Marguerite did not spring fully developed onto the blank computer screen. She came in bits and pieces. Some bits are rooted in my own personal experiences—such as being the middle of three sisters. Other aspects of her character come from what I envy—long, thick dark hair, an advanced degree, and the ability to speak multiple languages. So in many ways, Marguerite is the embodiment of who I’d like to be.
Those of us who have followed your writings know that you are a researcher par-excellence. Can you give us some of your favorite resources?
Each book starts and ends with research. At the beginning, I spend a lot of time in the newspaper archives. My three favorite are nyshistoricnewspapers.org, fultonhistory.com, and newspapers.com. By the end of the process, when I’m in rewriting and polishing mode, I access Google Dictionary a seemingly million times a day to check their Use Over Time Chart to make sure the words I’m using are period-appropriate.
But newspaper accounts and reference books are only a starting point. By far, my favorite resources are fellow islanders. I love stories from my island neighbors: how Tim almost caught a huge pike off his dock during a thunderstorm, how Billie Jo’s grandmother went to bicycle races on Murray Isle, or how Peter once dropped a 25-pound block of ice through the bottom of his skiff and sunk it.
Sometimes, current events find their way into the story. While writing Grenell 1881, I heard my neighbor, a mother of three young children, frantically calling for her two-year-old. I dropped everything and rushed to help search. Thankfully, the child was found before I arrived, but the relieved mother was in tears. The next day, I described the panicked terror I felt when I worried that the missing child might have drowned and incorporated that event into the story.
Writing can be isolating and takes time. What are the hardest parts and the easiest parts?
Joys and frustrations dot the writing process, from brainstorming the first draft to proofreading the galley proof.
Joys are in the discovery of information or new characters who spring to life in my first draft. Hands down, the spot that plagues me most is the ending. I never know exactly how my books will end. I might have an inkling, but even when I’m writing that last chapter—which might end up being the second or third to last chapter—I’m still feeling my way along. Sometimes the ending I come up with even surprises me. That’s always a joy!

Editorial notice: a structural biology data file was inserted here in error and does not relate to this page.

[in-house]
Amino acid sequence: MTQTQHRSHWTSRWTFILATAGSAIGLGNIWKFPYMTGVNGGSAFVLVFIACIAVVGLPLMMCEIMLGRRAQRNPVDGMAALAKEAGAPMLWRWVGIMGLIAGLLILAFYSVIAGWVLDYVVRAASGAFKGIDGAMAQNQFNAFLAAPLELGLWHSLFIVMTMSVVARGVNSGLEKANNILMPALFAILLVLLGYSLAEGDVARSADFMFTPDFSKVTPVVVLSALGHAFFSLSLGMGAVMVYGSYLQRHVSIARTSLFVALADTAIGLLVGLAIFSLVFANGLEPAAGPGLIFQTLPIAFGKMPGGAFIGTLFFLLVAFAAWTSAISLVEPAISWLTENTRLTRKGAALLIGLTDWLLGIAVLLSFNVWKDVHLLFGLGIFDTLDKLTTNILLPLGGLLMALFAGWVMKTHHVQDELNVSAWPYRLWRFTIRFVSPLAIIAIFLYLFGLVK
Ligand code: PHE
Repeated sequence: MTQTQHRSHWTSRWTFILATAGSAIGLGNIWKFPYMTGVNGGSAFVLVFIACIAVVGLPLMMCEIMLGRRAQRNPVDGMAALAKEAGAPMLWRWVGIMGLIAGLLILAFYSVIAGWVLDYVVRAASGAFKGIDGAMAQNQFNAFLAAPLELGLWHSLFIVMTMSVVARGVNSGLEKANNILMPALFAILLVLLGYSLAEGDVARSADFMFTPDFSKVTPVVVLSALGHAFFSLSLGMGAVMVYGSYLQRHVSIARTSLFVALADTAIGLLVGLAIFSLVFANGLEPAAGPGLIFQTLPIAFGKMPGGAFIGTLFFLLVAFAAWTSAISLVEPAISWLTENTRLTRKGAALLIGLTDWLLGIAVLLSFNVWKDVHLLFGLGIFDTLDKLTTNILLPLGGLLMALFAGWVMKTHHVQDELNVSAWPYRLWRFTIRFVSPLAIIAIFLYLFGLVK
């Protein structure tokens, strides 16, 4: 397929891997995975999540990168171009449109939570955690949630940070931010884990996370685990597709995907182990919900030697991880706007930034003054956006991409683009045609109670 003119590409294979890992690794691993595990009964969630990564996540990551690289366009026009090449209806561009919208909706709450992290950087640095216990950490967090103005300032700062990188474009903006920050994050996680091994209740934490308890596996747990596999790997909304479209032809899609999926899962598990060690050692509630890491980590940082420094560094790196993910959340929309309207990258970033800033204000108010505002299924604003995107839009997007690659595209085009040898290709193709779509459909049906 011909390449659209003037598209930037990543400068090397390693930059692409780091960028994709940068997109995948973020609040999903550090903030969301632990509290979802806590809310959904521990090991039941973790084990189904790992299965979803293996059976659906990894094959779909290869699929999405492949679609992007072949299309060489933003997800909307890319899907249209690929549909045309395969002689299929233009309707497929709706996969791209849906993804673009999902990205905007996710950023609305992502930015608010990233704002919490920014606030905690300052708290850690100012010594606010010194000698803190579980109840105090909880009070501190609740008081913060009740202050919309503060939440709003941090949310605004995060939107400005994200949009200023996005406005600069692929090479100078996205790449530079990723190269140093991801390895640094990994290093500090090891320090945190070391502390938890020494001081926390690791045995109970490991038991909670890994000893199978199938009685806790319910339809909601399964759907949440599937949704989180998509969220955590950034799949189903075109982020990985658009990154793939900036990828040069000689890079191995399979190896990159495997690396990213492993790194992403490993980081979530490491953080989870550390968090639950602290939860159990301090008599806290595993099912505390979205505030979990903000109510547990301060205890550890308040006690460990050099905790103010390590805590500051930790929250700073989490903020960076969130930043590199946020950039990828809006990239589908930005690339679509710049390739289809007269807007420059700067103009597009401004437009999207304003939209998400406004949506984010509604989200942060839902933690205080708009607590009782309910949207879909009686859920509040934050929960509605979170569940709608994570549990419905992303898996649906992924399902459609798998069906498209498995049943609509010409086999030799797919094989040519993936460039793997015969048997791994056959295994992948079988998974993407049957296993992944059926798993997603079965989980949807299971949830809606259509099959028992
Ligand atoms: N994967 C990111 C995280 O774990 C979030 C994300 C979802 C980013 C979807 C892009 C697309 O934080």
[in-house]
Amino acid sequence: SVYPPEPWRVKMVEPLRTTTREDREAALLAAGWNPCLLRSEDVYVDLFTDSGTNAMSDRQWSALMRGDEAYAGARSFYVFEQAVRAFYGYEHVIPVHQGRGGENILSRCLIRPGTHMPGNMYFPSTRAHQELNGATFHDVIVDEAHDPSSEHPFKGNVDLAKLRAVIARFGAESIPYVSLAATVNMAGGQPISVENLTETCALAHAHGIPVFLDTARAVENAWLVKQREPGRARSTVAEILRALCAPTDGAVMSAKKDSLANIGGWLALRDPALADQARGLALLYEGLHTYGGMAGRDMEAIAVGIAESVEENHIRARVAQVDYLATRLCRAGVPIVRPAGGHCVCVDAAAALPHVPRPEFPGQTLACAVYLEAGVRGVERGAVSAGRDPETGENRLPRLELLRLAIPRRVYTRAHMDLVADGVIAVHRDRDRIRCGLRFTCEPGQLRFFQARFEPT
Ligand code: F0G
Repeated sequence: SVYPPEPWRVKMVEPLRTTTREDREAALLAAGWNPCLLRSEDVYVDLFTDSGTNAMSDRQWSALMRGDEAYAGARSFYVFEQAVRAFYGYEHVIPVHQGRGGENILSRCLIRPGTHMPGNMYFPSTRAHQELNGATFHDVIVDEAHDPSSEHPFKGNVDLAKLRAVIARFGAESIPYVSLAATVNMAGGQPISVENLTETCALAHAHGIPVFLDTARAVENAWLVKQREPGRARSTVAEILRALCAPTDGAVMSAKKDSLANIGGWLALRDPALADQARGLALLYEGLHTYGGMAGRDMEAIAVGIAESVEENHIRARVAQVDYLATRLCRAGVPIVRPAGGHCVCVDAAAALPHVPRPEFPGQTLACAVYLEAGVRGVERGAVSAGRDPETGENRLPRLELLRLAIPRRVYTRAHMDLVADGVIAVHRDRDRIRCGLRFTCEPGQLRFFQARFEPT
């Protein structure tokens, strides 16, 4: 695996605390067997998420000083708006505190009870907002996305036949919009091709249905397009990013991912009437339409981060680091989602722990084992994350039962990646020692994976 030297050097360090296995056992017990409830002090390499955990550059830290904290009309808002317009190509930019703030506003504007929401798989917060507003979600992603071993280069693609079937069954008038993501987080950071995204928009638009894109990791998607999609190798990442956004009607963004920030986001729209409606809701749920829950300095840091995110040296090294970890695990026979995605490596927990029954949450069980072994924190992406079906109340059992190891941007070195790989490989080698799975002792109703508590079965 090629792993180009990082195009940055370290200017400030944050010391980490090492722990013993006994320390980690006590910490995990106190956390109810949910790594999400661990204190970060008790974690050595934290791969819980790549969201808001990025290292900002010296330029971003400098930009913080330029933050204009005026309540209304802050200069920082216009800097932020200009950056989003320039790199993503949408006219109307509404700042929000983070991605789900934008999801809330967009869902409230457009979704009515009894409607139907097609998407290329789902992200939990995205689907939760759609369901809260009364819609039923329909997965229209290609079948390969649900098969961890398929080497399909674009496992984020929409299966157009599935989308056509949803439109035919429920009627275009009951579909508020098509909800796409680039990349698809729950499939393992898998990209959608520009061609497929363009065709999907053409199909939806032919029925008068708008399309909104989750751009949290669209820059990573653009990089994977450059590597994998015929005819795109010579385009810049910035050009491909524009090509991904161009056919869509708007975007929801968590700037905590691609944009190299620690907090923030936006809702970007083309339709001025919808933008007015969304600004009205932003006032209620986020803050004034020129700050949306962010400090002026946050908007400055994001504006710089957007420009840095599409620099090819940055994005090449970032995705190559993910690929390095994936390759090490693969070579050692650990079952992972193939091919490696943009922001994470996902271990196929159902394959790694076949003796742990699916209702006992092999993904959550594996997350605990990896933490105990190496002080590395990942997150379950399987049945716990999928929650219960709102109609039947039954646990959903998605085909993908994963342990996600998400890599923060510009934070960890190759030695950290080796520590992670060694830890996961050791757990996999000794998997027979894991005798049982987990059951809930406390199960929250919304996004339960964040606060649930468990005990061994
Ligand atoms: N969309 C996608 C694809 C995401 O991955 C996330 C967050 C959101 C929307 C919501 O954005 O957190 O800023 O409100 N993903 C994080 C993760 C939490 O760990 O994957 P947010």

Equally tricky is deciding when the manuscript is ready to send to the printer. I always think it needs one more read through. Invariably, I always find something to tweak or polish. In truth, I never really finish a book, I finally just abandon it to start something new.
Finding focus can be difficult. I had a hard time concentrating, the first weeks of quarantine. My playlist saved me. I use music as a prompt. Each book has its own theme song—always an instrumental without words. I start my writing session by putting on headphones and hitting play. It’s as if a switch is flipped and my brain is prompted to focus on Grenell 1904. I also have specific music for research and editing. My playlist helps me focus on the task at hand.
COVID has been both a boon and a bane to my writing. Trips, festivals, reunions, and social gatherings were all canceled. A little part of me did a happy dance. Now I would have more time to write and research! But as I already stated, my best inspiration comes from other islanders and that has been severely limited this season. I need to rub shoulders with my fellow islanders to coax forth an engaging story.
When not writing . . . what do you love to do?
When I’m not writing, I like to be outside on the dock or on the boat, watching the sunset, stargazing, or soaking in the wonders of the natural world around me. I love games and trivia, especially with other people. This summer, I’ve been especially addicted to Samurai Sudoku. After spending a day with words, I like numbers. We love movies. Usually our day ends by watching a good movie or sometimes two.
By Susan W. Smith, Editor, Thousand Islands Life.
Fishers Landing: Chalks Marina in Fishers Landing.
Clayton: Raks, Michael Ringer Gallery and the Antique Boat Museum.
A-Bay: Cornwall Bros. Store.
Amazon (The price is slightly higher at Amazon)
River Skiff Press Presents
Be sure to join the Facebook page: Thousand Islands Series for descriptions that relate directly to Grenell 1881. You may also contact the author through the page.